Figure 13 – Custom Control Assignments Left: Assigning the Preview (Pv) Button to the Spot Metering function, to temporarily switch to a different Metering Mode. Right: Assigning the Function 1 (Fn1) Button to the AF-Area Mode option, to temporarily switch to a different AF-Area Mode.
Another handy customization will allow you to press and hold a button to temporarily switch to a different Metering Mode such as Spot Metering (see Figure 13 – left). Or you can press a button to temporarily switch to a different AF-Area Mode (see Figure 13 – right). For example, if you have set up the camera to capture a bird in flight using Dynamic-Area 25 Point AF-Area Mode, you can customize the camera to press the Pv Button, Fn1 Button, AF-ON Button, or Sub-Selector Center to temporarily switch to Single-Point AF to better capture a still subject.
Figure 13a – Left: Customize Command Dials, Menus and Playback options. Right: Customize Command Dials, Sub-Dial Frame Advance options.
Sub-Dial Frame Advance during Playback – If you wish to quickly scroll through your images as you view them on the rear Monitor during playback, you can use the rear Main Dial to advance one image at a time, and use the front Sub-Command Dial to advance 10 or 50 images. To set this up, access Custom Setting f4, and set the Menus and playback option for On (see Figure 13a – left). Setting for On (image review excluded) also allows you to use the Command Dials for menu navigation and image playback in the same manner as On, but they will have no effect during image review. (Image playback is when you press the Playback Button to view images, and image review is when the images are automatically displayed immediately after capture.)
The Sub-Command Dial will then be used to jump 10 or 50 images at a time (based on the next setting in this menu, Sub-dial frame advance), or to navigate up and down when reviewing thumbnails, or to access sub-menus when navigating menus. Set the Sub-dial frame advance item for 10 images or 50 images, or you can also choose to jump to protected images, still images or movies only, or to a different folder (see Figure 13a – right). Jumping 10 images is a handy setting when you are quickly scrolling through numerous images on a memory card.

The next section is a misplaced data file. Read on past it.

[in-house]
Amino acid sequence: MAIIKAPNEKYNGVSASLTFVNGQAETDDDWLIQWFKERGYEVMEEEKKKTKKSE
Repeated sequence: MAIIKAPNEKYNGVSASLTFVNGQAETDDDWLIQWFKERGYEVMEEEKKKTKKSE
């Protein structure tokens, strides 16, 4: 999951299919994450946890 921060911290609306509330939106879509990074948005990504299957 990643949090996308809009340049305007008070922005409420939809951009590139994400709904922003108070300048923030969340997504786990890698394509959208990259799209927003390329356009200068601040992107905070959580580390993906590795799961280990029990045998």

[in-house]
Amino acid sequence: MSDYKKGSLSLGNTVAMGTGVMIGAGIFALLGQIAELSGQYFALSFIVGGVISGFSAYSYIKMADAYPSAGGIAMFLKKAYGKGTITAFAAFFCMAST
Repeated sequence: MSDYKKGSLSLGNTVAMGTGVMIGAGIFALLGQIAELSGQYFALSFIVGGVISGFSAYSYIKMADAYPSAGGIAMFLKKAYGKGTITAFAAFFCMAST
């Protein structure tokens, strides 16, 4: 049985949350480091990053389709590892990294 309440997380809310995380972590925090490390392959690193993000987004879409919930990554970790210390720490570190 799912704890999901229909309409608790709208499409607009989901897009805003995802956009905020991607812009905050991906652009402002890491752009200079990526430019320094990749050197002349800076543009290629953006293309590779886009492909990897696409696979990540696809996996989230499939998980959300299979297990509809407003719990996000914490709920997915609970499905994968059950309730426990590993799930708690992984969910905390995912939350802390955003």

OK Button and Multi Selector Shortcuts – During image playback, you can press the OK Button and simultaneously press the up arrow on the Multi Selector thumb pad to access the Choose slot and folder options. This allows you to quickly choose which memory card (SD or XQD) and folder is being accessed during image playback, so that you can quickly locate specific image files. You can also simply scroll through the images from one card to the next, or you can press the Zoom-out Button repeatedly to access this Choose slot and folder screen (rather than the calendar view screen of other Nikon models). You can also press the OK Button plus the right arrow of the Multi Selector to access the Retouch Menu. When using an optional Nikon WT-7 Wireless Transmitter, you can press the OK Button plus the Multi Selector Center Button to immediately upload a photo over a wireless or Ethernet network.
Figure 14 – Custom Setting f2 – Multi Selector Center Button, Playback Mode – Set the Center Button for Playback Mode to show a magnified view (left), or to show a large histogram (right).
One Button Playback Zoom / Histogram – Using Custom Setting f2, you can assign the Multi Selector Center Button so that during image playback it will immediately zoom-in, at the magnification level of your choice, centered at the area of the active focus point so that you can closely inspect your image (see Figure 14 – left). Or you can instead assign the button press to display a large histogram with the image, so that you can evaluate your exposure (see Figure 14 – right).
Autofocus Auto Fine-Tune – As mentioned above, the Autofocus Auto Fine-Tune feature will enable you to use Live View focusing to automatically fine tune the autofocusing of individual lenses. The procedure involves first simultaneously pressing the AF Mode Button and Movie Record Button (see Figure 15 – left).
Live View Spot White Balance – This feature enables you to take a white balance measurement of a precise area of the scene when working in Live View. This is accessed by setting the white balance to Preset Manual (PRE), then pressing the WB Button until the PRE icon flashes. You can then tap on the touch screen to select the area used for the Spot White Balance Measurement (see Figure 15 – right).
Figure 15 – Left: Simultaneously press the AF Mode Button and Movie Record Button to begin the Autofocus Auto Fine-Tune procedure. Right: Use the Live View Spot White Balance function to set the white balance off of a detail in the scene, such as the grey card here.